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Article
Oct 2012

Television Viewing and Externalizing Problems in Preschool Children: The Generation R Study

Author Affiliations

Author Affiliations: The Generation R Study Group (Ms Verlinden and Drs Jaddoe and Guxens), the Department of Child and Adolescent Psychiatry, Sophia Children's Hospital (Ms Verlinden and Drs Tiemeier, Hudziak, Verhulst, and Jansen), and the Departments of Epidemiology (Drs Tiemeier, Jaddoe, and Hofman), Psychiatry (Dr Tiemeier), Pediatrics (Dr Jaddoe), and Public Health (Dr Raat), Erasmus University Medical Center, Rotterdam, and Department of Biological Psychology, Vrije Universiteit, Amsterdam (Dr Hudziak), the Netherlands; Departments of Psychiatry, Medicine, and Pediatrics, College of Medicine, University of Vermont, Burlington (Dr Hudziak); and Center for Research in Environmental Epidemiology–Hospital del Mar Research Institute, Barcelona, Catalonia, Spain (Dr Guxens).

Arch Pediatr Adolesc Med. 2012;166(10):919-925. doi:10.1001/archpediatrics.2012.653
Abstract

Objective To determine whether the amount, type, and patterns of television viewing predict the onset or the persistence of externalizing problems in preschool children.

Design Longitudinal study of a prospective population-based cohort in the Netherlands.

Setting Parents reported time of television exposure and type of programs watched by children. Externalizing problems were assessed using the Child Behavior Checklist at 18 and 36 months.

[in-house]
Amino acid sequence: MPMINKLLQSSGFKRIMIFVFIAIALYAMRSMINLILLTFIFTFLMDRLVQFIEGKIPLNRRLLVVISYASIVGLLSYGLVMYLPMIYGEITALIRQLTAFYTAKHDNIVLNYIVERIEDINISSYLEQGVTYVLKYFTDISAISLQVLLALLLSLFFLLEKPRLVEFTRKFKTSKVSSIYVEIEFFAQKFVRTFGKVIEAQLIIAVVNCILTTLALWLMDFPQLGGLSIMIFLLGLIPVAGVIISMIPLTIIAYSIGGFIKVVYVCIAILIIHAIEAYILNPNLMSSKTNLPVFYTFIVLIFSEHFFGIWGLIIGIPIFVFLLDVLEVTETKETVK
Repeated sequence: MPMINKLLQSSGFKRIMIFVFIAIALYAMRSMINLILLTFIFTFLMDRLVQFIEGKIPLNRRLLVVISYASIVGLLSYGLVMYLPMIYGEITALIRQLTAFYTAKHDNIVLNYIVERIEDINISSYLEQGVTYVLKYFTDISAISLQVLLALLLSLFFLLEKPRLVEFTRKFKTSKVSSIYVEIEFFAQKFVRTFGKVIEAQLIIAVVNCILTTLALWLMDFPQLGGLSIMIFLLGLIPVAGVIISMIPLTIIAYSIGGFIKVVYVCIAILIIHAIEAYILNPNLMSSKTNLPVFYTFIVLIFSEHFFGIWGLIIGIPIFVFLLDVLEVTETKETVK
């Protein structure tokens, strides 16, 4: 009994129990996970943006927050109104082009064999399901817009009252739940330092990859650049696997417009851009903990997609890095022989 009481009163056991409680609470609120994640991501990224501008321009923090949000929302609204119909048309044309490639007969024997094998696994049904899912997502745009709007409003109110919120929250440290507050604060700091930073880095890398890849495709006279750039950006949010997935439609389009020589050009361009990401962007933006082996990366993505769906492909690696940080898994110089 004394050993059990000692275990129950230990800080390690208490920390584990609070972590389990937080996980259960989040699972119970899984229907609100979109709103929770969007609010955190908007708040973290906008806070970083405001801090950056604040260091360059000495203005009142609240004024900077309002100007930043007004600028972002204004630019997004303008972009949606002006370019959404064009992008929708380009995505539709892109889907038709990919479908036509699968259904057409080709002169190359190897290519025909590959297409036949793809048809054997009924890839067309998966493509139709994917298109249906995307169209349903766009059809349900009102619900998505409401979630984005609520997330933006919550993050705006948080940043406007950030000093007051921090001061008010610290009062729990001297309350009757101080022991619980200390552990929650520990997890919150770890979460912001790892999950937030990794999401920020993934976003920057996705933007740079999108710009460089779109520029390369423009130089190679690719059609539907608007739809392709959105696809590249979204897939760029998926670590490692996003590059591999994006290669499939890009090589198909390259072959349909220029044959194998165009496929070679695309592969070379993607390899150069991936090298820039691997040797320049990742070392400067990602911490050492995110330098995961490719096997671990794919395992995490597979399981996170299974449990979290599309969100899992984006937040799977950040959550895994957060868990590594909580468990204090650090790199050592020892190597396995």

Participants A population-based sample of 3913 children.

Main Exposure Television viewing time, content, and patterns of exposure (at 24 and 36 months) in children with and without preexisting problems to assess the incidence and persistence of externalizing problems.

Main Outcome Measures Externalizing problems at 36 months.

Results Program content and time of television exposure assessed at 24 months did not predict the incidence of externalizing problems at 36 months (odds ratio, 2.24; 95% CI, 0.97-5.18). However, the patterns of exposure over time reflecting high levels of television viewing were associated with the incidence of externalizing problems (odds ratio, 2.00; 95% CI, 1.07-3.75) and the persistence of the preexisting externalizing problems (2.59; 1.03-6.55).

Conclusions Our study showed that high television exposure increases the risk of the incidence and the persistence of externalizing problems in preschool children.

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